It’s funny how this experience, the one I was most excited for, I have the least to say. When I was there, I just decided to go all in. Experience it for what it was and just be.
I laughed. I felt uncomfortable. I laughed again.
La Victoria Taqueria
Quick side story.
Have any of you ever visited La Lucha Taqueria? Did you ever get to meet the owner, George? His family owns a well-known Mexican chain in California called La Victoria Taqueria. After watching the standup show, we walked to the restaurant. To my surprise, there was a line at 10 in the evening. I wasn’t hungry, but I still ordered the burrito. Having tasted both, La Lucha seems a pretty decent version of La Victoria.
Blue Bottle Coffee
What started out as a small outpost at the Old Oakland Farmers Market, is now a chain of cafes all over California. Blue Bottle Coffee serves one of the freshest coffees I’ve ever had. Naturally, the bag of beans I brought home was roasted the day before I bought it.
“I will only sell coffee less than 48 hours out of the roaster to my guests, so they may enjoy coffee at peak flavor. I will only use the finest, most delicious, and responsibly sourced beans.” — James Freeman, Blue Bottle Coffee founder
In the beginning, I wasn’t too jazzed about Napa Valley. It felt too hopsnickety to me, but the experience was downright wonderful.
Out of the three wineries we visited, V. Sattui was my favorite. I’m not a wine connoisseur, but based on their menu, they have a variety of highly rated wines. But to be fair, every winery we visited had highly rated wines. The difference with V. Sattui was the wonderful picnic experience and the delicious food from the deli.
The wine tasting area had wine experts behind each bar. Fifteen dollars to taste four highly rated wines of your choice. You can only purchase V. Sattui wines from their winery. They don’t sell them anywhere else. We bought a Merlot for New Year’s Eve and proceeded to the deli for our lunch sandwich.
I’ve never been to a beach that felt more alive than Venice Beach. There were basketball courts, a skate park, shops all over, and lots of people from all walks of life.
The people is what makes Venice beach. You had crazies, cool artists, skateboarders, joggers, and a multitude of street performers. We even caught a show by these guys.
While walking around Venice Beach, we wanted to get good coffee. So we checked Yelp and it led us to Menotti’s. That’s where this exchange happened.
After the costumer in front of me ordered two coffees, he said, “Can you pass me that takeout tray?” So he could hold the two coffees with one hand.
The barista said, “Oh sorry about that. I saw those fingers on your two hands covered with skin and figured you would just hold them.”
I was nervous.
When my turn came, I kept my mouth shut and paid with a tightly folded twenty. He said, “The last time I got a twenty like this, I was selling drugs.”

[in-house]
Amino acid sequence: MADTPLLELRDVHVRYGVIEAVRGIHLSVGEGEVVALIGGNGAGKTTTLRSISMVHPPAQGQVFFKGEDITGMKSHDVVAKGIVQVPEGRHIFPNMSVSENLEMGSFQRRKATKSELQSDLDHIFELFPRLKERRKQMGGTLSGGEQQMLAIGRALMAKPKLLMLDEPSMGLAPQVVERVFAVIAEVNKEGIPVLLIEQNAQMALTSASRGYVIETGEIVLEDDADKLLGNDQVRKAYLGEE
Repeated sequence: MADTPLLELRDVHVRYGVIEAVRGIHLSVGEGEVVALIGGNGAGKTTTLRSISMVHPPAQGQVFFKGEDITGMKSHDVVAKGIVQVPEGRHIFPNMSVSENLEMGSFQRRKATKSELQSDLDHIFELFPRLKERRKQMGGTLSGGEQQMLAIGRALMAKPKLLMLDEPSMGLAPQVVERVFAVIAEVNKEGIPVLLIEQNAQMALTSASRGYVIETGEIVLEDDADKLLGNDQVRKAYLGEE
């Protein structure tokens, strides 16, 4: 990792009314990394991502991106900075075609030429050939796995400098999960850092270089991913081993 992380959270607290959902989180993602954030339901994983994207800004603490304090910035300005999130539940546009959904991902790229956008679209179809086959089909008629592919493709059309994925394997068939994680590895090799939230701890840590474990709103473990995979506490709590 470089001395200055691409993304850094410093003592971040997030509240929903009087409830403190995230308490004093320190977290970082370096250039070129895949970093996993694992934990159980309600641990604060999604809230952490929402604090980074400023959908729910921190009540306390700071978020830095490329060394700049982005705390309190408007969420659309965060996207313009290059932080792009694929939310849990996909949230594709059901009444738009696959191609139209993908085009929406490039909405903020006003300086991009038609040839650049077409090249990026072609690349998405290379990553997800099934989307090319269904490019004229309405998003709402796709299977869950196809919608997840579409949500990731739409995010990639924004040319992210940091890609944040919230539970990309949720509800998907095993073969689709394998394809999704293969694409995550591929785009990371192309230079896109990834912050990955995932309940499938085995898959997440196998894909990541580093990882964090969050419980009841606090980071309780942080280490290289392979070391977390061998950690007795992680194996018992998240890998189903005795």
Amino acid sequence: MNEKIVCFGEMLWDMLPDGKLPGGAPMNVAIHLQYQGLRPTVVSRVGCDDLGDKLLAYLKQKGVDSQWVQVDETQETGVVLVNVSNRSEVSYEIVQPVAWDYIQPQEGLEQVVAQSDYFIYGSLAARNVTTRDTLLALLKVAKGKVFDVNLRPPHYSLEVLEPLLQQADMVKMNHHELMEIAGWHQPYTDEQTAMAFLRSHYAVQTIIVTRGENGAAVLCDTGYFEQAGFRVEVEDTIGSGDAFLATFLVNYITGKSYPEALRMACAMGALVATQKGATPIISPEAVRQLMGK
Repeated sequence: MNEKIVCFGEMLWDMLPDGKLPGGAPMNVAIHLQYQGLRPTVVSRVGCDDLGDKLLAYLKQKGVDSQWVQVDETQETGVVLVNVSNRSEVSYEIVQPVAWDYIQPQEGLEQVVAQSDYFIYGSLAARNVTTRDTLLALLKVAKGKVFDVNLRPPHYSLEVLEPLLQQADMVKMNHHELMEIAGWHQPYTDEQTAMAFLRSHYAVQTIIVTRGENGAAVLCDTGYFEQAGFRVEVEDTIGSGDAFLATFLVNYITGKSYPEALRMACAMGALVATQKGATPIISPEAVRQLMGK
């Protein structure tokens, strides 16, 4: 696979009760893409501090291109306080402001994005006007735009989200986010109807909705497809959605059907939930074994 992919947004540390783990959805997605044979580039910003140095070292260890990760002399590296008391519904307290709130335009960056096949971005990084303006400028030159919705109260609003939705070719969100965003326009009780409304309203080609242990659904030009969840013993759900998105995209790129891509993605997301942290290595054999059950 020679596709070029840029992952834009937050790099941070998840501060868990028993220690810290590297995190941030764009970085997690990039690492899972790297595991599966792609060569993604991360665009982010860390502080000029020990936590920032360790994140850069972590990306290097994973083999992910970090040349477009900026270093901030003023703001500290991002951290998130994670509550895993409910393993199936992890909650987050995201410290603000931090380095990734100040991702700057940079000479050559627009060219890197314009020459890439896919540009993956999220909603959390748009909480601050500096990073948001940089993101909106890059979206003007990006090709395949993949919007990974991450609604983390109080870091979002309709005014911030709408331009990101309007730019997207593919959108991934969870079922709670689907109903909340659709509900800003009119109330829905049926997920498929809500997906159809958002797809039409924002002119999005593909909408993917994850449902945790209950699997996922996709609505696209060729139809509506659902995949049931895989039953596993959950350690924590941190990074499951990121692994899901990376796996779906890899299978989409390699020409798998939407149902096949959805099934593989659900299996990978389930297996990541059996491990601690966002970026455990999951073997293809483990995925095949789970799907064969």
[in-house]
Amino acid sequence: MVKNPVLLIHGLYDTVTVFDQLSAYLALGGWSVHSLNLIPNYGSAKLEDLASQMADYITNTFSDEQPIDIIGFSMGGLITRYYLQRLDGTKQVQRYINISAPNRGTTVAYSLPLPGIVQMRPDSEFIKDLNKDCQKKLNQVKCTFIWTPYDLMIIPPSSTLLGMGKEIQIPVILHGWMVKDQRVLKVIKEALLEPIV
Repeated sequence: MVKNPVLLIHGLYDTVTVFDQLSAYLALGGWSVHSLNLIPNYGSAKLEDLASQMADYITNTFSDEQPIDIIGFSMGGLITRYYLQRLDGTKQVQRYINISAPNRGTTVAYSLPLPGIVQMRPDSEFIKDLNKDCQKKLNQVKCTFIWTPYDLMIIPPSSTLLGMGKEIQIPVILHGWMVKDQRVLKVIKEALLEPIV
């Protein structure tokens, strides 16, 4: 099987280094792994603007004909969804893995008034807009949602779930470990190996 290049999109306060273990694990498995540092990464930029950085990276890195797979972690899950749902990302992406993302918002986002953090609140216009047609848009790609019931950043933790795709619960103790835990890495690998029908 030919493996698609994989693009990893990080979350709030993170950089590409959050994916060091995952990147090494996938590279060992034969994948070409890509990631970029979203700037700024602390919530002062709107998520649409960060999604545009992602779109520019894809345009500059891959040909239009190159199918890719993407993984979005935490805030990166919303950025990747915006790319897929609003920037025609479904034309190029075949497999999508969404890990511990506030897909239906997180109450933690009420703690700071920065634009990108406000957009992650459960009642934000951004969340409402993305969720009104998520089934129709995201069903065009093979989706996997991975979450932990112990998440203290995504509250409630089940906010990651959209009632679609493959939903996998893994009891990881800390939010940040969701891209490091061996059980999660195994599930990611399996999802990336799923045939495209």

Love the personality and the coffee was wonderful too. We found out later that the barista happens to be a World Latte Art Champion.
I heard about Eggslut when I was listening to a Short Story Long interview of Alvin Cailan. A few things popped out right away, Alvin is Filipino, killing it in the restaurant scene in the US, and has roots in street culture. Suffice to say, Eggslut was on my list of must visits when we hit Los Angeles.
I’m a sucker for a good sandwich, a brazen attitude, and entrepreneurial ingenuity. Eggslut had it all. We visited the Grand Central Market branch in downtown LA. The line was long and filled with young people. The sandwich did not disappoint!
The Target experience
I can’t count how many times we visited Target. Every time we went I groaned at the inevitable mindless pushing of a cart through aisles. Frankly, it didn’t seem any different than SM to me. But an interaction happened here that I will never forget.
It started because the wife’s sister wasn’t feeling well. I was tasked to buy her Gatorade. In Target, I couldn’t find small bottles, they were all huge two liter bottles or sold in packs of twelve small bottles. As I kept scanning the aisle, I noticed that one of the twelve packs was torn open and a few bottles were already missing. I took three more bottles from the torn pack.
It was late at night. Target was mostly manned by what seemed to be barely college kids. The cash register was this tall lanky kid who couldn’t have been older than 18. He coded the Gatorade and couldn’t come out with a price, at this point I realized that they only sell them in bulk, that’s why he couldn’t find it in the system. Then he said, “We don’t have a price for this. How much do you want to pay? A dollar?” I must have stood there in silence for a few seconds because he asked again, “So I’ll just ring this in for a dollar?” I looked at the screen. It literally said, “How much do you want to pay for it?” Skeptical, I said, “Oh… the bigger Gatorades were about a dollar plus.” Then he said, “Ok so fifty cents?” I said, “Sure.”
This stunned me. Imagine this interaction happening in the Philippines. The sales clerk would have asked me to wait. The supervisor would have arrived and looked at what I tried to purchase, they would have figured out that it was only recorded wholesale, they wouldn’t have sold me the item and the entire interaction would have lasted thirty minutes.
Just another tiny big difference between the Philippines and America.